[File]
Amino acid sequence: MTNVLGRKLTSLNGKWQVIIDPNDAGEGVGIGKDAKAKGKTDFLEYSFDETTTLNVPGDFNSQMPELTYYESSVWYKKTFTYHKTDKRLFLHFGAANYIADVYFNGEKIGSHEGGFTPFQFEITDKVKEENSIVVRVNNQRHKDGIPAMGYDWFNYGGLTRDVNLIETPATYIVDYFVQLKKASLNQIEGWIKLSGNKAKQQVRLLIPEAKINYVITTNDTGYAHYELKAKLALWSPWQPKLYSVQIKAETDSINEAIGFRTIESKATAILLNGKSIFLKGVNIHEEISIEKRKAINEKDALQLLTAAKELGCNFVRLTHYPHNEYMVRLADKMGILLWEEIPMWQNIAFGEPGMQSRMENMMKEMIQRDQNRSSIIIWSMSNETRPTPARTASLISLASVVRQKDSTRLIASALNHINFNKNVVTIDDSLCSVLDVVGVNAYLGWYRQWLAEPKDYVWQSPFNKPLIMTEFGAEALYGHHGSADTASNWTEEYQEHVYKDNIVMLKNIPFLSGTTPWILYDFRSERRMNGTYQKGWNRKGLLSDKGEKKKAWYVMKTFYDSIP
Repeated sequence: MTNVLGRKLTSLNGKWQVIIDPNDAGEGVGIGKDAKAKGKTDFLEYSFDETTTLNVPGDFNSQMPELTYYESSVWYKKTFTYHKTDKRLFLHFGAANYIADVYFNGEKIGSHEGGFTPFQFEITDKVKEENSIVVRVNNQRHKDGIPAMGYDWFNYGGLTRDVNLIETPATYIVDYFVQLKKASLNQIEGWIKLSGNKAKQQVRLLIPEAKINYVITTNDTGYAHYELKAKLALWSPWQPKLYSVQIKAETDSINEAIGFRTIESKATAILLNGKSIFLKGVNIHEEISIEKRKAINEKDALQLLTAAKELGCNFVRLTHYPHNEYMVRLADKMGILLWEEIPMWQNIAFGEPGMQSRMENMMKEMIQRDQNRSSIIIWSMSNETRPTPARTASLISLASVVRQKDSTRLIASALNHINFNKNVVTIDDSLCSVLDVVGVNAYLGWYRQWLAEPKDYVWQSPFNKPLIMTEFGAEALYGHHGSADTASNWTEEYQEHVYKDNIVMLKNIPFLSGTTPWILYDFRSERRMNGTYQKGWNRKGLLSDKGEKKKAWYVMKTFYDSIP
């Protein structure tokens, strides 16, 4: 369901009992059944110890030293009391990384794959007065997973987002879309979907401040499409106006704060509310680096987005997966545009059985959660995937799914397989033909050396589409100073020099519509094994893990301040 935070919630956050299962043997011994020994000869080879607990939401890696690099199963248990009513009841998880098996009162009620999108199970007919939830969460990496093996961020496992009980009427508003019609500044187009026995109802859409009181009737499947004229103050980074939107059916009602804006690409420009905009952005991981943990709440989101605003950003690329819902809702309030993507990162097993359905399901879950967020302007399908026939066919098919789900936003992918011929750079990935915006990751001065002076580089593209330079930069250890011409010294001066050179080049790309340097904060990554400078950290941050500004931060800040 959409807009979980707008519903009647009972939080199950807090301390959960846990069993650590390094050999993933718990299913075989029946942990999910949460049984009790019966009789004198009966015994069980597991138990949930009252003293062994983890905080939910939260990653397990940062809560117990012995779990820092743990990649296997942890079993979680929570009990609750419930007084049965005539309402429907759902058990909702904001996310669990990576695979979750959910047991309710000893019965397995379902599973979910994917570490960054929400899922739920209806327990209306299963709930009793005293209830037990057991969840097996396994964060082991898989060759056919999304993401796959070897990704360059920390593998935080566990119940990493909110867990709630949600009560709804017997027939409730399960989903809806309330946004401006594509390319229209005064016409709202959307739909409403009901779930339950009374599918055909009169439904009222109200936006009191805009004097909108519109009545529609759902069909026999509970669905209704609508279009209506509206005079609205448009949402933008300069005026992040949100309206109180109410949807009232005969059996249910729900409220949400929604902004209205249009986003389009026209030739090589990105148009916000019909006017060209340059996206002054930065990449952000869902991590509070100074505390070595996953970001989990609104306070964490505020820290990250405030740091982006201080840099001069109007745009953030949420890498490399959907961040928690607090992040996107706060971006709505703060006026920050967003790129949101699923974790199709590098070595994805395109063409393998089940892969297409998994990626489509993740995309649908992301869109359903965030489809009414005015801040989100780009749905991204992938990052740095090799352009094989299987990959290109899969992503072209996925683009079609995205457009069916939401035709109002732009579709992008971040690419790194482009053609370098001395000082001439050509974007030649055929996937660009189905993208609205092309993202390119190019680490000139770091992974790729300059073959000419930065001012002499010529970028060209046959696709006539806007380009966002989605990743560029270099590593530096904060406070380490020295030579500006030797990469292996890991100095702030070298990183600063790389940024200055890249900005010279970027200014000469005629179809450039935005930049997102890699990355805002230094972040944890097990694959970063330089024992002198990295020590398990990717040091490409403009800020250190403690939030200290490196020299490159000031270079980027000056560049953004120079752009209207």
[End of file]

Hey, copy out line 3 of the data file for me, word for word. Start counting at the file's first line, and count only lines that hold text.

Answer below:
């Protein structure tokens, strides 16, 4: 369901009992059944110890030293009391990384794959007065997973987002879309979907401040499409106006704060509310680096987005997966545009059985959660995937799914397989033909050396589409100073020099519509094994893990301040 935070919630956050299962043997011994020994000869080879607990939401890696690099199963248990009513009841998880098996009162009620999108199970007919939830969460990496093996961020496992009980009427508003019609500044187009026995109802859409009181009737499947004229103050980074939107059916009602804006690409420009905009952005991981943990709440989101605003950003690329819902809702309030993507990162097993359905399901879950967020302007399908026939066919098919789900936003992918011929750079990935915006990751001065002076580089593209330079930069250890011409010294001066050179080049790309340097904060990554400078950290941050500004931060800040 959409807009979980707008519903009647009972939080199950807090301390959960846990069993650590390094050999993933718990299913075989029946942990999910949460049984009790019966009789004198009966015994069980597991138990949930009252003293062994983890905080939910939260990653397990940062809560117990012995779990820092743990990649296997942890079993979680929570009990609750419930007084049965005539309402429907759902058990909702904001996310669990990576695979979750959910047991309710000893019965397995379902599973979910994917570490960054929400899922739920209806327990209306299963709930009793005293209830037990057991969840097996396994964060082991898989060759056919999304993401796959070897990704360059920390593998935080566990119940990493909110867990709630949600009560709804017997027939409730399960989903809806309330946004401006594509390319229209005064016409709202959307739909409403009901779930339950009374599918055909009169439904009222109200936006009191805009004097909108519109009545529609759902069909026999509970669905209704609508279009209506509206005079609205448009949402933008300069005026992040949100309206109180109410949807009232005969059996249910729900409220949400929604902004209205249009986003389009026209030739090589990105148009916000019909006017060209340059996206002054930065990449952000869902991590509070100074505390070595996953970001989990609104306070964490505020820290990250405030740091982006201080840099001069109007745009953030949420890498490399959907961040928690607090992040996107706060971006709505703060006026920050967003790129949101699923974790199709590098070595994805395109063409393998089940892969297409998994990626489509993740995309649908992301869109359903965030489809009414005015801040989100780009749905991204992938990052740095090799352009094989299987990959290109899969992503072209996925683009079609995205457009069916939401035709109002732009579709992008971040690419790194482009053609370098001395000082001439050509974007030649055929996937660009189905993208609205092309993202390119190019680490000139770091992974790729300059073959000419930065001012002499010529970028060209046959696709006539806007380009966002989605990743560029270099590593530096904060406070380490020295030579500006030797990469292996890991100095702030070298990183600063790389940024200055890249900005010279970027200014000469005629179809450039935005930049997102890699990355805002230094972040944890097990694959970063330089024992002198990295020590398990990717040091490409403009800020250190403690939030200290490196020299490159000031270079980027000056560049953004120079752009209207």